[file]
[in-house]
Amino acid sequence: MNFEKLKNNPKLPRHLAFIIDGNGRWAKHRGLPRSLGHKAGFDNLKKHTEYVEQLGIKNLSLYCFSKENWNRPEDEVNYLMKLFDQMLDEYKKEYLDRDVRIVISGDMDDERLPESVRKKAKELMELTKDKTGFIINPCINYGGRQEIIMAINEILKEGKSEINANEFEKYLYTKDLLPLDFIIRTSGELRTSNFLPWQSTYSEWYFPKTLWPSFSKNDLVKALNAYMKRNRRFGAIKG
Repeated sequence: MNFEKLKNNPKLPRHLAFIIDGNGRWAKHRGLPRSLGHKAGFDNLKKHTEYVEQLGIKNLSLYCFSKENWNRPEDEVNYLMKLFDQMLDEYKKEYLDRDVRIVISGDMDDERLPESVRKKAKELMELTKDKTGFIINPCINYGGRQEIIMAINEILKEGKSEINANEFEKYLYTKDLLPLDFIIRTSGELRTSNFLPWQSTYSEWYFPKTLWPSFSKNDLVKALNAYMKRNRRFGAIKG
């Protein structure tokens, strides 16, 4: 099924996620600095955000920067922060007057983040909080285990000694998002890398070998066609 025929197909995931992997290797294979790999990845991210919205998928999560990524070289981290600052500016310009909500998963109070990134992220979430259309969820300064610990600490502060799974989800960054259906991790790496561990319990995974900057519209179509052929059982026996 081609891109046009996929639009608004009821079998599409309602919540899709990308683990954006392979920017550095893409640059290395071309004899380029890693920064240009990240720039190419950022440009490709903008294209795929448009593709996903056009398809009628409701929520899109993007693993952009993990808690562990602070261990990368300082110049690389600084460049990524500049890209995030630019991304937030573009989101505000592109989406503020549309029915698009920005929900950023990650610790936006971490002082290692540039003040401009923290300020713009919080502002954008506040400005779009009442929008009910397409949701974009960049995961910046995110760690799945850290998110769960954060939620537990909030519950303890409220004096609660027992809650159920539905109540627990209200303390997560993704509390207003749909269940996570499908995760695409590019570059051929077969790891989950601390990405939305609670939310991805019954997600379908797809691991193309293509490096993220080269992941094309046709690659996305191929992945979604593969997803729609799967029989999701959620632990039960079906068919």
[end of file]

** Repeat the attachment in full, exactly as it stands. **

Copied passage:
[in-house]
Amino acid sequence: MNFEKLKNNPKLPRHLAFIIDGNGRWAKHRGLPRSLGHKAGFDNLKKHTEYVEQLGIKNLSLYCFSKENWNRPEDEVNYLMKLFDQMLDEYKKEYLDRDVRIVISGDMDDERLPESVRKKAKELMELTKDKTGFIINPCINYGGRQEIIMAINEILKEGKSEINANEFEKYLYTKDLLPLDFIIRTSGELRTSNFLPWQSTYSEWYFPKTLWPSFSKNDLVKALNAYMKRNRRFGAIKG
Repeated sequence: MNFEKLKNNPKLPRHLAFIIDGNGRWAKHRGLPRSLGHKAGFDNLKKHTEYVEQLGIKNLSLYCFSKENWNRPEDEVNYLMKLFDQMLDEYKKEYLDRDVRIVISGDMDDERLPESVRKKAKELMELTKDKTGFIINPCINYGGRQEIIMAINEILKEGKSEINANEFEKYLYTKDLLPLDFIIRTSGELRTSNFLPWQSTYSEWYFPKTLWPSFSKNDLVKALNAYMKRNRRFGAIKG
């Protein structure tokens, strides 16, 4: 099924996620600095955000920067922060007057983040909080285990000694998002890398070998066609 025929197909995931992997290797294979790999990845991210919205998928999560990524070289981290600052500016310009909500998963109070990134992220979430259309969820300064610990600490502060799974989800960054259906991790790496561990319990995974900057519209179509052929059982026996 081609891109046009996929639009608004009821079998599409309602919540899709990308683990954006392979920017550095893409640059290395071309004899380029890693920064240009990240720039190419950022440009490709903008294209795929448009593709996903056009398809009628409701929520899109993007693993952009993990808690562990602070261990990368300082110049690389600084460049990524500049890209995030630019991304937030573009989101505000592109989406503020549309029915698009920005929900950023990650610790936006971490002082290692540039003040401009923290300020713009919080502002954008506040400005779009009442929008009910397409949701974009960049995961910046995110760690799945850290998110769960954060939620537990909030519950303890409220004096609660027992809650159920539905109540627990209200303390997560993704509390207003749909269940996570499908995760695409590019570059051929077969790891989950601390990405939305609670939310991805019954997600379908797809691991193309293509490096993220080269992941094309046709690659996305191929992945979604593969997803729609799967029989999701959620632990039960079906068919």